Tags: tv
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4 comments about "Programmatic + Immersive TV Experiences".
  1. Mike Einstein from the Brothers Einstein , July 16, 2014 at 12:32 p.m.
    The TV guys will continue to dominate because they know that the commercial media business model is not (and never has been) one of ad-supported content, but rather one of content-supported advertising -- evidenced by their good sense to cede total control of their identities and signals to paying advertisers one at a time. While the digerati spend their time rationalizing what constitutes viewability, the TV guys are ready with an answer that has them laughing all the way to the bank.
  2. Christopher Sanders from The Ingredients Group , July 16, 2014 at 12:43 p.m.
    You're right that consolidation and unification is well on its way. And in my humble opinion is a trend that will continue. I think the Digital Video + TV Inventory "convergence" is already happening from a cost and analysis POV. More and more senior folks at agencies and clients are not responsible for "National Video" (aka digital video + Linear TV). But, the inventory systems are years from being elegantly merged. "Unified reporting" is not a single programmatic solution and most unification of TV and digital video inventory/reporting are nothing more than report consolidation, which is useful but no where near what you describe above. Despite many articles written to imply the contrary, Programmatic (automating) TV buying and selling seems unattainable in the next 3-5 years. Some aspects of TV Buying/Selling, surely will be, particularly workflow, which is still faxes and phone calls in many cases. But the currently envisioned "AdTech" for TV inventory, the resistance for the loss of control on pricing, and the entrenched interests of MVPDs makes most other aspects seems far, far off. So the idea of real consolidation, where TV and digital inventory are really managed off the same platforms and systems (including device PII, cookies, Buy instructions, trafficking, etc) seems to right up there with the jetpack I was promised as a kid.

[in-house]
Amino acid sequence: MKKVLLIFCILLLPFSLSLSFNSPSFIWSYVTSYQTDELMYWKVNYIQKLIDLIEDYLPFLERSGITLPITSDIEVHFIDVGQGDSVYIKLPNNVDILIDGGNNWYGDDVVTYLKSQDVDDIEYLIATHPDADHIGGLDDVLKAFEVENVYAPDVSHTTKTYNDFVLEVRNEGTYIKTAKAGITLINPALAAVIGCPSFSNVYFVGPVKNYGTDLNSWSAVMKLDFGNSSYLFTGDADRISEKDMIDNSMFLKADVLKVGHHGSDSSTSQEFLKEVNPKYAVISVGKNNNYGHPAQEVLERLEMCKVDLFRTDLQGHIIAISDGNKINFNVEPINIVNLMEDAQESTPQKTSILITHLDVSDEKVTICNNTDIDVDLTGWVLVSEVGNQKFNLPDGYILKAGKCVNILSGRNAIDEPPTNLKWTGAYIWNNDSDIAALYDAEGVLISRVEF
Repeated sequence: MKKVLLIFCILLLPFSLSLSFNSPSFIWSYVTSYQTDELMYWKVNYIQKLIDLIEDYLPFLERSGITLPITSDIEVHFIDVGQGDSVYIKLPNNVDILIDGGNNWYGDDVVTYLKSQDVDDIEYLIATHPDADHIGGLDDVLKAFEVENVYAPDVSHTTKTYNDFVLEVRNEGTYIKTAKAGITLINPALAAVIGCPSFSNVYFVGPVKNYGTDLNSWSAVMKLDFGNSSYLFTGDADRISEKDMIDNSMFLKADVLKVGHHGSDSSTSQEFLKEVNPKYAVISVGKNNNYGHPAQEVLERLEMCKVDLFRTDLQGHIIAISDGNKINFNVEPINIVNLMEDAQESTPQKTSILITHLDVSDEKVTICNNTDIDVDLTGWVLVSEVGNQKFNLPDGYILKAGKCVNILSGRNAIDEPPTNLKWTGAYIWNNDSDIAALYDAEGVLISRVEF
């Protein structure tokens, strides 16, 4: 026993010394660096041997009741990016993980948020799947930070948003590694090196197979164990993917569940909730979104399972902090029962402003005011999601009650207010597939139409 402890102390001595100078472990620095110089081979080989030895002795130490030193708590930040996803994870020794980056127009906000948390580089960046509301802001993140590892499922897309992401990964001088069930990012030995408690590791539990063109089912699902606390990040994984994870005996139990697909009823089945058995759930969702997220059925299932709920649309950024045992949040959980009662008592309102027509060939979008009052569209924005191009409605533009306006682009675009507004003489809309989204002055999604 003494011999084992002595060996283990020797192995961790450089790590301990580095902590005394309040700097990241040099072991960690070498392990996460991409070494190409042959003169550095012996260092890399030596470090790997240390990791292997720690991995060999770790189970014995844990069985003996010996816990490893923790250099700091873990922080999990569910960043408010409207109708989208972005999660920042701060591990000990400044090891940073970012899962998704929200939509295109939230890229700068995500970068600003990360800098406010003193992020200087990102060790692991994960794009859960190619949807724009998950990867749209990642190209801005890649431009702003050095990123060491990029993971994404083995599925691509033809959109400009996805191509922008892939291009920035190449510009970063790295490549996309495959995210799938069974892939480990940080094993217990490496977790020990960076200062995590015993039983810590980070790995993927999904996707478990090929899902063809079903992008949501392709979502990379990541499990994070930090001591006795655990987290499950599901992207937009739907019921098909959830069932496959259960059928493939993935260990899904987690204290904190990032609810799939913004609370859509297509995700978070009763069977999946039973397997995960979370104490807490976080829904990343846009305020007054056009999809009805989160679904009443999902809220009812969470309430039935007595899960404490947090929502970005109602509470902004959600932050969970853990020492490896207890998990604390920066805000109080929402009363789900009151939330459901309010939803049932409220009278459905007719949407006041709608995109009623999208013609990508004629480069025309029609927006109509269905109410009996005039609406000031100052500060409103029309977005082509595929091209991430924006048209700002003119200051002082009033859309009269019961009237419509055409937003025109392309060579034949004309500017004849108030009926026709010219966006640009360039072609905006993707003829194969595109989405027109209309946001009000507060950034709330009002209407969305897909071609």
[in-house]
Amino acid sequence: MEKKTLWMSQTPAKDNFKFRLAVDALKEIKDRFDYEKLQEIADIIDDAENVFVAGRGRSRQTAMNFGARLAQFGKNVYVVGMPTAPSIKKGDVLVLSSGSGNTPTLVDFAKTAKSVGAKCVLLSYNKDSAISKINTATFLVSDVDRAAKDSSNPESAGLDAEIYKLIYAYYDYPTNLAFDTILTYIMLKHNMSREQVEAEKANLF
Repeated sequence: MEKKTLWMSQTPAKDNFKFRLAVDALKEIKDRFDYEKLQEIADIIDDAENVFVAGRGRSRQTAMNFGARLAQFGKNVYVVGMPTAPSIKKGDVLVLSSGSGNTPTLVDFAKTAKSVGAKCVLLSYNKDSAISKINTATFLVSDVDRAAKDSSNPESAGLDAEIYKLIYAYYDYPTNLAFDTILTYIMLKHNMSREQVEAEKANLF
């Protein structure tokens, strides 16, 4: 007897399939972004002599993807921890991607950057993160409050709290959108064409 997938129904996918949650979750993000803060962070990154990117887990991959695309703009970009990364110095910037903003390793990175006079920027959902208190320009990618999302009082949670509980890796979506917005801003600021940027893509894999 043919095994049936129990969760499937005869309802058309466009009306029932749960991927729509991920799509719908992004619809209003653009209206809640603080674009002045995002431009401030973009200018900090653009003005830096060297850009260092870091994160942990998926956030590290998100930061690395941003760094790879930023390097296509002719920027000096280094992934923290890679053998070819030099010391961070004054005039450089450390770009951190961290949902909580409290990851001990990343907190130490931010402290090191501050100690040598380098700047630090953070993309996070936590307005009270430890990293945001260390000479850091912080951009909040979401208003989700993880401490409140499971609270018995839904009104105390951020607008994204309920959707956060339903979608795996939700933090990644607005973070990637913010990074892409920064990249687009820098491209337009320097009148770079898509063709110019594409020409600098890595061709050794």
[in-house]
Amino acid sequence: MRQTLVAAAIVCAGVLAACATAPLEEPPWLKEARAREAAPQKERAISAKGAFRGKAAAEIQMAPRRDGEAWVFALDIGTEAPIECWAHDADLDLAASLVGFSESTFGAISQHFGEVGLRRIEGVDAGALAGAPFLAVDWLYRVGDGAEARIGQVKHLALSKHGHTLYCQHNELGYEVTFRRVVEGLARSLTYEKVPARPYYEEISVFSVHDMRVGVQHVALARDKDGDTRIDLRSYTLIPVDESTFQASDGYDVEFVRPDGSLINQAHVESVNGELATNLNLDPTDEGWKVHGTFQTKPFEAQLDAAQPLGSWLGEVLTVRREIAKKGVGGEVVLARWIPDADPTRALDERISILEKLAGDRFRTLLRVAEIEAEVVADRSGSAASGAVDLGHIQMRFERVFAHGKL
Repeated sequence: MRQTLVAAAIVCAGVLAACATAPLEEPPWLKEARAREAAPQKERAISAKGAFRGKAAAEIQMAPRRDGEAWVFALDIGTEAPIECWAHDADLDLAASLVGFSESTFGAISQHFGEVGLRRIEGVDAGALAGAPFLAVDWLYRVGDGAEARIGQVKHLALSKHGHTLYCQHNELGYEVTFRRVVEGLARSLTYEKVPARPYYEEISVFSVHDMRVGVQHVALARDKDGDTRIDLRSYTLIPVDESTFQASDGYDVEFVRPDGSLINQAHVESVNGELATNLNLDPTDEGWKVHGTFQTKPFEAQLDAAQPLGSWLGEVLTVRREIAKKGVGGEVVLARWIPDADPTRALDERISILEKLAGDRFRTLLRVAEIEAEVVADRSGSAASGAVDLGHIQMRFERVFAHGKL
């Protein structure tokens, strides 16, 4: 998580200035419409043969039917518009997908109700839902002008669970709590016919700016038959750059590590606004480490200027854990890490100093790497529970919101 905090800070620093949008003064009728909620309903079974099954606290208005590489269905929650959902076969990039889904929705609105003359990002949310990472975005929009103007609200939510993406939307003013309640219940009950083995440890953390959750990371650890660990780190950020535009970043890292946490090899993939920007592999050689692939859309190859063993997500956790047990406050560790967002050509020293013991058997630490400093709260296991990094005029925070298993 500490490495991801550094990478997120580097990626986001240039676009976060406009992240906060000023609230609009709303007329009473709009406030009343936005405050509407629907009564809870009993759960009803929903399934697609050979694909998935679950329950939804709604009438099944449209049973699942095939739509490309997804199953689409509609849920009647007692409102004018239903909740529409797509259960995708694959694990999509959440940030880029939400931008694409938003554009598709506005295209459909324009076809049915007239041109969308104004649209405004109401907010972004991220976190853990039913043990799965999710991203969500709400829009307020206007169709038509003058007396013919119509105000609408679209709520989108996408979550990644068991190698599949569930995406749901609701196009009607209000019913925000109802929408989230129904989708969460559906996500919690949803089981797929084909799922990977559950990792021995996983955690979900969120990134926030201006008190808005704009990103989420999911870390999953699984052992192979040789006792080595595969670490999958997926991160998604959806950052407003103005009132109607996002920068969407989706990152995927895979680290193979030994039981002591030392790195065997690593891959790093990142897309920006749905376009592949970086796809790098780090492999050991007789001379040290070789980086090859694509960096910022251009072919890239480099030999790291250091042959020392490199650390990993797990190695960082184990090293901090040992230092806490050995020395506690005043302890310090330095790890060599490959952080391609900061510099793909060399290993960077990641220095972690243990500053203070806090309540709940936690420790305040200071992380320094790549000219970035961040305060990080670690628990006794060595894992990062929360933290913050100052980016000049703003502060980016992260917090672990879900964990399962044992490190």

3. Gabriel Cohen from Seventh Point , July 16, 2014 at 12:49 p.m.
    Great article. Although, in general, we have to stop comparing $1 to $1 of TV and Digital spend. An Digital Programmatic/RTB CPM and a TV CPM are very differently priced. Also, I feel that we generalize too much on TV vs. Digital ad spend by using national numbers. Of course, TV is going to be a higher spend - ads cost more and have more value to big brand, national advertisers. On the local level, if we do our jobs as educators in the media industry and advise on the best option available for reach, frequency, cost effectiveness - digital will blow away TV spend on the local level, because digital gives a much lower entry point. Great article. Very engaging and well written! I am excited for the future of programmatic TV. I hope it will do 2 things - drive a better cost, in some instances, and/or drive more efficiency and stabilize costs and inventory. Multi-screen, integrated marketing plans are the future. Traditional media shops and digital media shops will find themselves out-classed by the agencies that work, study, and hone a strategy, case studies and data to make an integrated media plan.
  4. Pat Dunbar from DiMAS Group , July 20, 2014 at 12:22 p.m.
    Another thoughtful post Cory. I think your call out of AT&T is really on point. Gabriel also adds great insights, and alludes to a very important idea - which is that TV is not monolithic. It is made up of at least 5 different sub categories - national broadcast, national cable, local cable/MVPD, local broadcast and syndication - each with its own buy/sell and reporting program. Adding additional screens is only adding to the complexity.